Something happened a couple of days ago that got me thinking about how people treat each other. I had taken a detour to the grocery store after a scheduled meeting on Monday morning. I had planned on picking up a couple blocks of butter to make some more ghee. I hadn’t thought of purchasing anything other than butter…until I had made my way to the back corner of the store where the butter is located. Then I made the fatal error of looking around. Sales were abundant and they enticed me. Now, remember, I had only run in for butter so I did not grab a buggy or a hand basket at the store entrance. As I made my way to the checkout I kept spotting sale items that I could use. I ended up juggling a tower of items in my arms plus my giant purse slung over my shoulder while wearing a bulky winter jacket. Not good planning on my part. As I approached the chosen checkout line the man in front of me saw my near-to-toppling tower and came to my rescue. He pushed his purchases forward on the counter and unloaded my arms for me while we both had a laugh about my conundrum. He guessed correctly that I hadn’t figured on picking up much when I originally entered the store. He informed me that he had done the same thing far too often and therefore always stops and gets a buggy since he knows he purchases impulsively. Another laugh was had over this awareness of his purchasing style. I, on the other hand, made it a habit when my kids were very little and my budget was incredibly tight to only purchase what I could carry to avoid overspending. I guess old habits die hard.
“No act of kindness, no matter how small, is ever wasted.” – Aesop
This experience with another individual that gladly helped me made me appreciate the small windows of kindness that frequently pop up when I least expect them. There was no incentive for this man other than the feeling of helping someone. No reward other than a thank you and a smile was necessary. I frequently hear older people bang on about the rudeness of younger generations. Makes me wonder why those same individuals don’t hold doors for others or say thank you when you help them. It is almost as though they feel it is somehow owed to them. Is this not the real issue? That somehow society feels others owe them in some way, whether they are young or old. The feeling of entitlement has no age limit. Then there are many others that are simply kind and lend a hand when needed or offer a kind word without expecting anything but kindness in return. This brief moment at the checkout counter made me think about how often I would do something similar. I felt good knowing that I automatically step up and offer assistance without a second thought or speak to others or smile frequently. I have noticed that the more I put myself out there, the more I notice others that do the same. Perhaps it is some sort of chain reaction. When someone is kind to us, it feels good. We offer kindness to someone else because of it and what do you know, we feel good yet again! Plus, we made someone else feel warm fuzzies too. Let’s all spread a little kindness wherever we roam to make the world a whole lot nicer for everyone!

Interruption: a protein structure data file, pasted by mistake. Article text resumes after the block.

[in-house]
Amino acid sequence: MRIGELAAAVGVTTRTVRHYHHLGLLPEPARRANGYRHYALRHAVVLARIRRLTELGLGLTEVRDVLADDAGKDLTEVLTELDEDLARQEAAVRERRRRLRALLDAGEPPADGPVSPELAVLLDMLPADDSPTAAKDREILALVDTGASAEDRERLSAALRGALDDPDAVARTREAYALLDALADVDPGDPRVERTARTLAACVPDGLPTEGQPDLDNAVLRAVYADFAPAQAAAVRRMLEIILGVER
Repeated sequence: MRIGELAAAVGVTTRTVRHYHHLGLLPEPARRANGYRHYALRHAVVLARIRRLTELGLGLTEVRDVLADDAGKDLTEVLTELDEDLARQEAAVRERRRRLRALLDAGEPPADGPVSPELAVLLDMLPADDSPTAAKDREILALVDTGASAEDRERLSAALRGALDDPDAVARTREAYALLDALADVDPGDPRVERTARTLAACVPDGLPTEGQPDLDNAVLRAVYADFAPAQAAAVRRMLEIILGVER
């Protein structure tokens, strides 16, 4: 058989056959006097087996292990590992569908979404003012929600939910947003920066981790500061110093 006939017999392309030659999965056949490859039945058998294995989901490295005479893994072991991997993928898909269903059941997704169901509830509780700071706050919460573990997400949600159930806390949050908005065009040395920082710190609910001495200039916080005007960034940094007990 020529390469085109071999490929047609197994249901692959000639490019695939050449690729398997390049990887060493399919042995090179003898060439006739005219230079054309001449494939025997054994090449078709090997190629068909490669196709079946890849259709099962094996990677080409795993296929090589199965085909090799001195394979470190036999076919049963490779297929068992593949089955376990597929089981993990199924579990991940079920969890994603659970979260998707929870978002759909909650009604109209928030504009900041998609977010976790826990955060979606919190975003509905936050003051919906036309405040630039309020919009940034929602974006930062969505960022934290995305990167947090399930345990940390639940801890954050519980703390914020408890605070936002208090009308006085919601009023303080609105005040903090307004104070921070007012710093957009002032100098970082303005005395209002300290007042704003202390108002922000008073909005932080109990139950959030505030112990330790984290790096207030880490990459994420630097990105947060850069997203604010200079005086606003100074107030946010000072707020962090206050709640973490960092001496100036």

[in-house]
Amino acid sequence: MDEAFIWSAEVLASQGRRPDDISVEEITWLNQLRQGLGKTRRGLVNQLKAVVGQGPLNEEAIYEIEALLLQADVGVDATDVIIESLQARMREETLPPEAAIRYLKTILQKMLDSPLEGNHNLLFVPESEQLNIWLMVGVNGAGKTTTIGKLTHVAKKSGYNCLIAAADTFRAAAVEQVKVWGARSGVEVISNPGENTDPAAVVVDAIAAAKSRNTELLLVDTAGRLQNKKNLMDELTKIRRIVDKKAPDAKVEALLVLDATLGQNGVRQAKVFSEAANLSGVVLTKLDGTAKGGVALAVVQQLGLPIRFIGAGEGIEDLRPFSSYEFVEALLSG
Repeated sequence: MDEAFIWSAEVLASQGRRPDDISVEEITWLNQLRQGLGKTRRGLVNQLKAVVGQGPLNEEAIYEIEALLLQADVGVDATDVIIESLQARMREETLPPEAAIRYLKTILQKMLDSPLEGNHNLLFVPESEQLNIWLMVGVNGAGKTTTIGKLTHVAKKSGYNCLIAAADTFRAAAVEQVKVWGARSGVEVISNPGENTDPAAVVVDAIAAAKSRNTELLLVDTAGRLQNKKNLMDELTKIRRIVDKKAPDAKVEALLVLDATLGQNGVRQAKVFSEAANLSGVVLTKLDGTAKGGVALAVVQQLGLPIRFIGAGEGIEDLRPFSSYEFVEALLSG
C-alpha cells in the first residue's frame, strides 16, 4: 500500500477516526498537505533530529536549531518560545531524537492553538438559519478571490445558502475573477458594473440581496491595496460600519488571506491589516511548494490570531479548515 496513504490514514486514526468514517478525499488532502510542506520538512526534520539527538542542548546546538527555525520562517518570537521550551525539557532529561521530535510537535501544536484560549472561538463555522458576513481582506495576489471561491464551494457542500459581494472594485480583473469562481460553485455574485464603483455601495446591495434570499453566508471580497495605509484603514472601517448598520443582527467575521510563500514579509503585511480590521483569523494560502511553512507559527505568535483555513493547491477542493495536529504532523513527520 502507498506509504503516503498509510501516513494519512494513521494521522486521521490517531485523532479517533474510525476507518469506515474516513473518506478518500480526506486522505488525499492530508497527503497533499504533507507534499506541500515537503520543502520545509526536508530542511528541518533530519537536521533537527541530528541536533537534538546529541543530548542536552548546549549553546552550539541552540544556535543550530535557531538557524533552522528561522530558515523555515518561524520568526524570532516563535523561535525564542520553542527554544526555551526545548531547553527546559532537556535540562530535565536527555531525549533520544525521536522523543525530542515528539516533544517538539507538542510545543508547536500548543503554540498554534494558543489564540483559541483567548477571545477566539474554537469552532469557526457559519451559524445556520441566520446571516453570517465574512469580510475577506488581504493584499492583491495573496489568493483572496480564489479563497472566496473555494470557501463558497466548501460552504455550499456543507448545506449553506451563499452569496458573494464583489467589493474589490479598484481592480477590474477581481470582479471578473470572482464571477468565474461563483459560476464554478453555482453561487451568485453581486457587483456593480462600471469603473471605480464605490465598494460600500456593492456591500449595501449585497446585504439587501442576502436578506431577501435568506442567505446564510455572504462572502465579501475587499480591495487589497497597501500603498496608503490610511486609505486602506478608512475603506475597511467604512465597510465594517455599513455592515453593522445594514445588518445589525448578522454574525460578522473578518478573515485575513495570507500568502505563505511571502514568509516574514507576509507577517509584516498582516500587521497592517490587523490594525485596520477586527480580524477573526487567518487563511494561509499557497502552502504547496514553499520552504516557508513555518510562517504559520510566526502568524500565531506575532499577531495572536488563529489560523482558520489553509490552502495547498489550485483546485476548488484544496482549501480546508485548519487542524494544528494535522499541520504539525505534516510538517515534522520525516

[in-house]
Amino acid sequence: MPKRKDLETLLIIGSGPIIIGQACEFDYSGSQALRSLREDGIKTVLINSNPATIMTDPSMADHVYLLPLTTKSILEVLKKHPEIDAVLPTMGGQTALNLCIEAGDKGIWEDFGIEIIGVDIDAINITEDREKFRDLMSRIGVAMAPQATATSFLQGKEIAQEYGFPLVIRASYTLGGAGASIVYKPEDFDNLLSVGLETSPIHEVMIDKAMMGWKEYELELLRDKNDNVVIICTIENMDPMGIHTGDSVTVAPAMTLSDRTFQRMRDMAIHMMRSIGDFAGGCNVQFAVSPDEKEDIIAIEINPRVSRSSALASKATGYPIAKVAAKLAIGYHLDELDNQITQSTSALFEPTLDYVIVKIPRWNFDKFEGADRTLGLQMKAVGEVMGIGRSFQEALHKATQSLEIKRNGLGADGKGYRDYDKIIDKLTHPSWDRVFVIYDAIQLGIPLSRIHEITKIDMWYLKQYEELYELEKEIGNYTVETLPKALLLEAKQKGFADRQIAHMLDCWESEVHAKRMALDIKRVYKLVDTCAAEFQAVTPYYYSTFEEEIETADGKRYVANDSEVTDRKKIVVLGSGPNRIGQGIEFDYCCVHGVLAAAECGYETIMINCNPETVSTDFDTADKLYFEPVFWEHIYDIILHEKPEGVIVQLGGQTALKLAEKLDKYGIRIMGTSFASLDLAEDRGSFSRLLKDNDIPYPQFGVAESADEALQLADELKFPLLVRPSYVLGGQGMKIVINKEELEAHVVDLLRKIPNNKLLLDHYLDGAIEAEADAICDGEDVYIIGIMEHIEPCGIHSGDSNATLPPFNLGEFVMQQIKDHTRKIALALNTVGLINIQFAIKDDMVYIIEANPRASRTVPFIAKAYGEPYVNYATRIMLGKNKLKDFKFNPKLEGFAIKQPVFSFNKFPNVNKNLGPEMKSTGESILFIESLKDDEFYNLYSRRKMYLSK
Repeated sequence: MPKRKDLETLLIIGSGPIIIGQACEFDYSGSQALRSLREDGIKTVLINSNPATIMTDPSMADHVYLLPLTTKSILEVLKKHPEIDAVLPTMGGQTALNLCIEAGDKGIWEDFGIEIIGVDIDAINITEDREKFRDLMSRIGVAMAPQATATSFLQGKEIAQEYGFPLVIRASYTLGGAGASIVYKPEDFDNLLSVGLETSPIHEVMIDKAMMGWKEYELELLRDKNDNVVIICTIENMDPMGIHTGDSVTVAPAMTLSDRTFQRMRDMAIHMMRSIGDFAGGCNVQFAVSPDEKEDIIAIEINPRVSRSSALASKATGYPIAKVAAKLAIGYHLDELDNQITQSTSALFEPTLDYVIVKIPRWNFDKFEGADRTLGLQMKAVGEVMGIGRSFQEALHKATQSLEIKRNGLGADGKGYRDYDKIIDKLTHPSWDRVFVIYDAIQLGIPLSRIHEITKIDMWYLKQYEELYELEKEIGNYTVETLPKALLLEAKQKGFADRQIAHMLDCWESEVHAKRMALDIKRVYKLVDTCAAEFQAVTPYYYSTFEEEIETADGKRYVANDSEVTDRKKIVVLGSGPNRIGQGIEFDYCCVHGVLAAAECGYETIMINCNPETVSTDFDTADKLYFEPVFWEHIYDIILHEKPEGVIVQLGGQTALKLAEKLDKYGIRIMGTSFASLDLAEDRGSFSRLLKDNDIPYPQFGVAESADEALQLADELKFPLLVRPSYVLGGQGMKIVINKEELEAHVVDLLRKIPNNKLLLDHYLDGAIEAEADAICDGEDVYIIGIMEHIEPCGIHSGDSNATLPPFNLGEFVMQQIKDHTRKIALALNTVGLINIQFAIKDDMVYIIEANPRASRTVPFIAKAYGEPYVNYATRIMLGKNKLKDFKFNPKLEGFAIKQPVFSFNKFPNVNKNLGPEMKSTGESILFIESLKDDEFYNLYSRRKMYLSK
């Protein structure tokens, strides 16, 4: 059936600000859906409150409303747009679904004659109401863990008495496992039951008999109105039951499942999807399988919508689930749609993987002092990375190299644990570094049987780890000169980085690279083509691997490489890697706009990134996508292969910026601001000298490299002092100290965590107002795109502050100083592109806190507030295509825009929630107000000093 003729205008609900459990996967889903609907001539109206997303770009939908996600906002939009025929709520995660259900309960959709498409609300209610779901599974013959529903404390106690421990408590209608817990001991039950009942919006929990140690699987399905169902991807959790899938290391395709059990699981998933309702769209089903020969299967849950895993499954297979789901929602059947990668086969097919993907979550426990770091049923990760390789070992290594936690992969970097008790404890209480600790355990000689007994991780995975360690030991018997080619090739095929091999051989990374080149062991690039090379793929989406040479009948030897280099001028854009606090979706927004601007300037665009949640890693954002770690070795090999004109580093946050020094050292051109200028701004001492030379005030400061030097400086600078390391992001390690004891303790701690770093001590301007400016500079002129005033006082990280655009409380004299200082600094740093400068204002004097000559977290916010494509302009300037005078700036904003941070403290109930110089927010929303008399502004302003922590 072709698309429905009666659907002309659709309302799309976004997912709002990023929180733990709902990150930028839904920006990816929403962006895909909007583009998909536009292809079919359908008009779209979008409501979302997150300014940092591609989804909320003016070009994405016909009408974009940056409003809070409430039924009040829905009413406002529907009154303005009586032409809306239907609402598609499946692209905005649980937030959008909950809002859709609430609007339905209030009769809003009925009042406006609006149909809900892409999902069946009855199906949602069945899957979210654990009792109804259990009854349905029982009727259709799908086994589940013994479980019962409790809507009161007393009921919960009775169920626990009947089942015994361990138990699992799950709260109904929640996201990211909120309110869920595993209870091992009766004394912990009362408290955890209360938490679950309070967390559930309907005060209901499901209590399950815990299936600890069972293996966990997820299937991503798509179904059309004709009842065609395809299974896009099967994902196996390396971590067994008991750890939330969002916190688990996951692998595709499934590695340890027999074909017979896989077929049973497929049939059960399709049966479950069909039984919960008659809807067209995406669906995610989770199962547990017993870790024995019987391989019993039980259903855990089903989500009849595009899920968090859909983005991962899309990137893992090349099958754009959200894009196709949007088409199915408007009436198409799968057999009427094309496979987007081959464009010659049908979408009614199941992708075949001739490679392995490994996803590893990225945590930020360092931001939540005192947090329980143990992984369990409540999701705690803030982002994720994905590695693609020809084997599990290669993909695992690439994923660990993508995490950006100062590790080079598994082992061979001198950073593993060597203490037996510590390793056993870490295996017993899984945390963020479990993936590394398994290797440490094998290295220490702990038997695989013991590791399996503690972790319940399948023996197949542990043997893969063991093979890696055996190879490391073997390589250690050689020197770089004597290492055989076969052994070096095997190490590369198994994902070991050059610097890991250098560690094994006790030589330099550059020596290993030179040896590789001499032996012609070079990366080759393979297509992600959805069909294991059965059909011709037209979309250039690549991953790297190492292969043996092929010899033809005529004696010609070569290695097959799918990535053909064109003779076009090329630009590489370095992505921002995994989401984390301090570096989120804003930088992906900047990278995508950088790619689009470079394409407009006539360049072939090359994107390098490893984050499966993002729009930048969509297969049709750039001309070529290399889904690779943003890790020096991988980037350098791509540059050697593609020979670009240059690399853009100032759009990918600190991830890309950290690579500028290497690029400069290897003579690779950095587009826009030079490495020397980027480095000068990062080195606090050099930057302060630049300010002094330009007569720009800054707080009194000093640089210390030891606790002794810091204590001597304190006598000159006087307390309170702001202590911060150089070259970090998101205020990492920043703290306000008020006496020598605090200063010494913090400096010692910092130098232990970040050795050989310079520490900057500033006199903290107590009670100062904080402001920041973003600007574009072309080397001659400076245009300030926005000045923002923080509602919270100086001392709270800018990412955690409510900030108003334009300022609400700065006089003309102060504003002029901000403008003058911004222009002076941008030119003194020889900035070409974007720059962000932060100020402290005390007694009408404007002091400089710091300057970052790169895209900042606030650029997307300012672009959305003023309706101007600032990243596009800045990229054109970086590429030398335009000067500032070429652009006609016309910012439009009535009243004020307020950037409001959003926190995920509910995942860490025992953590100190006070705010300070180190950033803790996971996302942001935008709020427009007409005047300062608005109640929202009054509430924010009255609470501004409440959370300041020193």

” Carry out a random act of kindness, with no expectation of reward, safe in the knowledge that one day someone might do the same for you.” – Princess Diana